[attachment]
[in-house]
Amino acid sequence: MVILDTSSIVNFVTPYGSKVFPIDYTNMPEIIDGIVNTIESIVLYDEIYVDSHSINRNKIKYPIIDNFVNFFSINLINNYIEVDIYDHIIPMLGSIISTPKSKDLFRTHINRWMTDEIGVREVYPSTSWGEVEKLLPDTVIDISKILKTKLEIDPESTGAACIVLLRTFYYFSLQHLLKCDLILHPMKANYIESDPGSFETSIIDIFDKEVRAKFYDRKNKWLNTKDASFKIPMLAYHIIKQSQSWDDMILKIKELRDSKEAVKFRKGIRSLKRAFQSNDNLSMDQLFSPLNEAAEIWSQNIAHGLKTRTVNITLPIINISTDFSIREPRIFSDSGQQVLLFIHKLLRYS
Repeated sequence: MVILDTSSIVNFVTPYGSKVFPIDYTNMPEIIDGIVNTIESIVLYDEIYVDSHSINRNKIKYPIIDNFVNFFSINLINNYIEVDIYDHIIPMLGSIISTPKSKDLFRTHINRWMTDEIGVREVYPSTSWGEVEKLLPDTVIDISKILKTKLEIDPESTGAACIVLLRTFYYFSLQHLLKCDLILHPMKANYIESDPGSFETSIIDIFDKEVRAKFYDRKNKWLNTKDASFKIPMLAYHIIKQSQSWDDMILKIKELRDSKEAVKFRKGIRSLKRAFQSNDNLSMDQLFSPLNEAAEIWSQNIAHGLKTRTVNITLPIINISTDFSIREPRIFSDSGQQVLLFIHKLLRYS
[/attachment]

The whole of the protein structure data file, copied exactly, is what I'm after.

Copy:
[in-house]
Amino acid sequence: MVILDTSSIVNFVTPYGSKVFPIDYTNMPEIIDGIVNTIESIVLYDEIYVDSHSINRNKIKYPIIDNFVNFFSINLINNYIEVDIYDHIIPMLGSIISTPKSKDLFRTHINRWMTDEIGVREVYPSTSWGEVEKLLPDTVIDISKILKTKLEIDPESTGAACIVLLRTFYYFSLQHLLKCDLILHPMKANYIESDPGSFETSIIDIFDKEVRAKFYDRKNKWLNTKDASFKIPMLAYHIIKQSQSWDDMILKIKELRDSKEAVKFRKGIRSLKRAFQSNDNLSMDQLFSPLNEAAEIWSQNIAHGLKTRTVNITLPIINISTDFSIREPRIFSDSGQQVLLFIHKLLRYS
Repeated sequence: MVILDTSSIVNFVTPYGSKVFPIDYTNMPEIIDGIVNTIESIVLYDEIYVDSHSINRNKIKYPIIDNFVNFFSINLINNYIEVDIYDHIIPMLGSIISTPKSKDLFRTHINRWMTDEIGVREVYPSTSWGEVEKLLPDTVIDISKILKTKLEIDPESTGAACIVLLRTFYYFSLQHLLKCDLILHPMKANYIESDPGSFETSIIDIFDKEVRAKFYDRKNKWLNTKDASFKIPMLAYHIIKQSQSWDDMILKIKELRDSKEAVKFRKGIRSLKRAFQSNDNLSMDQLFSPLNEAAEIWSQNIAHGLKTRTVNITLPIINISTDFSIREPRIFSDSGQQVLLFIHKLLRYS